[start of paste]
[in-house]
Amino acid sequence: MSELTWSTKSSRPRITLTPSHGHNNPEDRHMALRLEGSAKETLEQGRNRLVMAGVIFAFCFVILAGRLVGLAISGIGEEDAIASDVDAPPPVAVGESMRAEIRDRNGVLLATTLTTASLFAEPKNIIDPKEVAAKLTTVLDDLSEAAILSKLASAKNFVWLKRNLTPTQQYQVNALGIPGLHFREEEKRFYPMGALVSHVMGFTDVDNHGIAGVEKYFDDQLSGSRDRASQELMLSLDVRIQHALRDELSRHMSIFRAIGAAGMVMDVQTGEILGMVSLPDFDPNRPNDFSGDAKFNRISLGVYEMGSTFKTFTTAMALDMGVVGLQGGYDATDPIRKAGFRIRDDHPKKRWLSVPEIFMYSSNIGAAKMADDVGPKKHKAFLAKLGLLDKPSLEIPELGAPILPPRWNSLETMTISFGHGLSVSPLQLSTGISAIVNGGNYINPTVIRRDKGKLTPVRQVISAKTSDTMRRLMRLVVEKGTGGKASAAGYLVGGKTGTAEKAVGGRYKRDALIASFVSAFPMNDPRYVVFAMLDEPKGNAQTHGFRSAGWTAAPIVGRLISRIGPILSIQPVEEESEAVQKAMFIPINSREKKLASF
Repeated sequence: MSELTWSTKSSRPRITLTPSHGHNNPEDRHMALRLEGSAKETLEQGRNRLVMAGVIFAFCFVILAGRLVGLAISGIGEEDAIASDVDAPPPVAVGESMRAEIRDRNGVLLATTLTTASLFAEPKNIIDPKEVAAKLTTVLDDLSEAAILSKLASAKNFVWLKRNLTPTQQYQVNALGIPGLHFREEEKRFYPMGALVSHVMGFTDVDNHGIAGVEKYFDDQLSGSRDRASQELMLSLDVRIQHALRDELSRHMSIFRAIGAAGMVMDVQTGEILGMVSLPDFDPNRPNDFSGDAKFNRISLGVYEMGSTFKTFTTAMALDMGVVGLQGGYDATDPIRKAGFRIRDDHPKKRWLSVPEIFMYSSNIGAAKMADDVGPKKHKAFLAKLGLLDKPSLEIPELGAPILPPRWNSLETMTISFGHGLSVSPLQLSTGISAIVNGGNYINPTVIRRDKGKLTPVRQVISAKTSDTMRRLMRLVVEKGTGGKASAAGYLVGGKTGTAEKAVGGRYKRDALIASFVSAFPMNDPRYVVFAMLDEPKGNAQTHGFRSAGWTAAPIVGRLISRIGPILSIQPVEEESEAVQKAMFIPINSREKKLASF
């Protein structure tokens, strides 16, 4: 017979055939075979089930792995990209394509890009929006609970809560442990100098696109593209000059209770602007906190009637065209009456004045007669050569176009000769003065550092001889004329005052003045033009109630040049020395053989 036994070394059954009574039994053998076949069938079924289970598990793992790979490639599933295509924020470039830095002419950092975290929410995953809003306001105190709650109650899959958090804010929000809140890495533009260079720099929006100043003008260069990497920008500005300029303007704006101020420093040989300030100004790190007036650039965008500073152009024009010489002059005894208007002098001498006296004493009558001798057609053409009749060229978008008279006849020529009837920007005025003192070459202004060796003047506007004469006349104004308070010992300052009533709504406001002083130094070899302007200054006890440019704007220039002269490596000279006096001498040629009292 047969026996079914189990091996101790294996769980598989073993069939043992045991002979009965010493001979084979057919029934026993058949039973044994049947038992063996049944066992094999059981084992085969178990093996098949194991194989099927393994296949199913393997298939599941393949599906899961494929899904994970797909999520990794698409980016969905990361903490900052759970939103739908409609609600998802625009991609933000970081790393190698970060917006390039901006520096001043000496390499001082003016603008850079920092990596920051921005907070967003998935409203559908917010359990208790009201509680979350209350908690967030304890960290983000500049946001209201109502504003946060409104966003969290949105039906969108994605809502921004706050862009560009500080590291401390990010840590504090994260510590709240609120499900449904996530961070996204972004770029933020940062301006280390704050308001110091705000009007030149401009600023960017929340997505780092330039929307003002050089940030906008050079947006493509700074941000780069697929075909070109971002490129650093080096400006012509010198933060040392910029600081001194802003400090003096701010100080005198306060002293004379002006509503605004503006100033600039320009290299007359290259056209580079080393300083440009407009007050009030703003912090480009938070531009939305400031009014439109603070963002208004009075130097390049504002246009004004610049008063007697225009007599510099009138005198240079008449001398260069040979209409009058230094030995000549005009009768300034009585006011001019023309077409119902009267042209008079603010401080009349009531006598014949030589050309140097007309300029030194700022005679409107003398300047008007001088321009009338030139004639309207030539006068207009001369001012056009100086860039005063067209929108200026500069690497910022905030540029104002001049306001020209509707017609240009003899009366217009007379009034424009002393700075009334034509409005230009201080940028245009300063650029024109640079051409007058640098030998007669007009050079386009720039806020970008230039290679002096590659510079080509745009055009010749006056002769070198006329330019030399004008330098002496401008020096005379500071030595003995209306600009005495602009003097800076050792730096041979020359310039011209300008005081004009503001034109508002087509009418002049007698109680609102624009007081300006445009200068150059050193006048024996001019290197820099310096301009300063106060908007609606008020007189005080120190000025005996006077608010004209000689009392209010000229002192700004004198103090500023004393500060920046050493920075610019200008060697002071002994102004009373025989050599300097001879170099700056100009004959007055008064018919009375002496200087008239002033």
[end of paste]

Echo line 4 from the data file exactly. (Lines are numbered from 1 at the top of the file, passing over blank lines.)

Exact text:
């Protein structure tokens, strides 16, 4: 017979055939075979089930792995990209394509890009929006609970809560442990100098696109593209000059209770602007906190009637065209009456004045007669050569176009000769003065550092001889004329005052003045033009109630040049020395053989 036994070394059954009574039994053998076949069938079924289970598990793992790979490639599933295509924020470039830095002419950092975290929410995953809003306001105190709650109650899959958090804010929000809140890495533009260079720099929006100043003008260069990497920008500005300029303007704006101020420093040989300030100004790190007036650039965008500073152009024009010489002059005894208007002098001498006296004493009558001798057609053409009749060229978008008279006849020529009837920007005025003192070459202004060796003047506007004469006349104004308070010992300052009533709504406001002083130094070899302007200054006890440019704007220039002269490596000279006096001498040629009292 047969026996079914189990091996101790294996769980598989073993069939043992045991002979009965010493001979084979057919029934026993058949039973044994049947038992063996049944066992094999059981084992085969178990093996098949194991194989099927393994296949199913393997298939599941393949599906899961494929899904994970797909999520990794698409980016969905990361903490900052759970939103739908409609609600998802625009991609933000970081790393190698970060917006390039901006520096001043000496390499001082003016603008850079920092990596920051921005907070967003998935409203559908917010359990208790009201509680979350209350908690967030304890960290983000500049946001209201109502504003946060409104966003969290949105039906969108994605809502921004706050862009560009500080590291401390990010840590504090994260510590709240609120499900449904996530961070996204972004770029933020940062301006280390704050308001110091705000009007030149401009600023960017929340997505780092330039929307003002050089940030906008050079947006493509700074941000780069697929075909070109971002490129650093080096400006012509010198933060040392910029600081001194802003400090003096701010100080005198306060002293004379002006509503605004503006100033600039320009290299007359290259056209580079080393300083440009407009007050009030703003912090480009938070531009939305400031009014439109603070963002208004009075130097390049504002246009004004610049008063007697225009007599510099009138005198240079008449001398260069040979209409009058230094030995000549005009009768300034009585006011001019023309077409119902009267042209008079603010401080009349009531006598014949030589050309140097007309300029030194700022005679409107003398300047008007001088321009009338030139004639309207030539006068207009001369001012056009100086860039005063067209929108200026500069690497910022905030540029104002001049306001020209509707017609240009003899009366217009007379009034424009002393700075009334034509409005230009201080940028245009300063650029024109640079051409007058640098030998007669007009050079386009720039806020970008230039290679002096590659510079080509745009055009010749006056002769070198006329330019030399004008330098002496401008020096005379500071030595003995209306600009005495602009003097800076050792730096041979020359310039011209300008005081004009503001034109508002087509009418002049007698109680609102624009007081300006445009200068150059050193006048024996001019290197820099310096301009300063106060908007609606008020007189005080120190000025005996006077608010004209000689009392209010000229002192700004004198103090500023004393500060920046050493920075610019200008060697002071002994102004009373025989050599300097001879170099700056100009004959007055008064018919009375002496200087008239002033």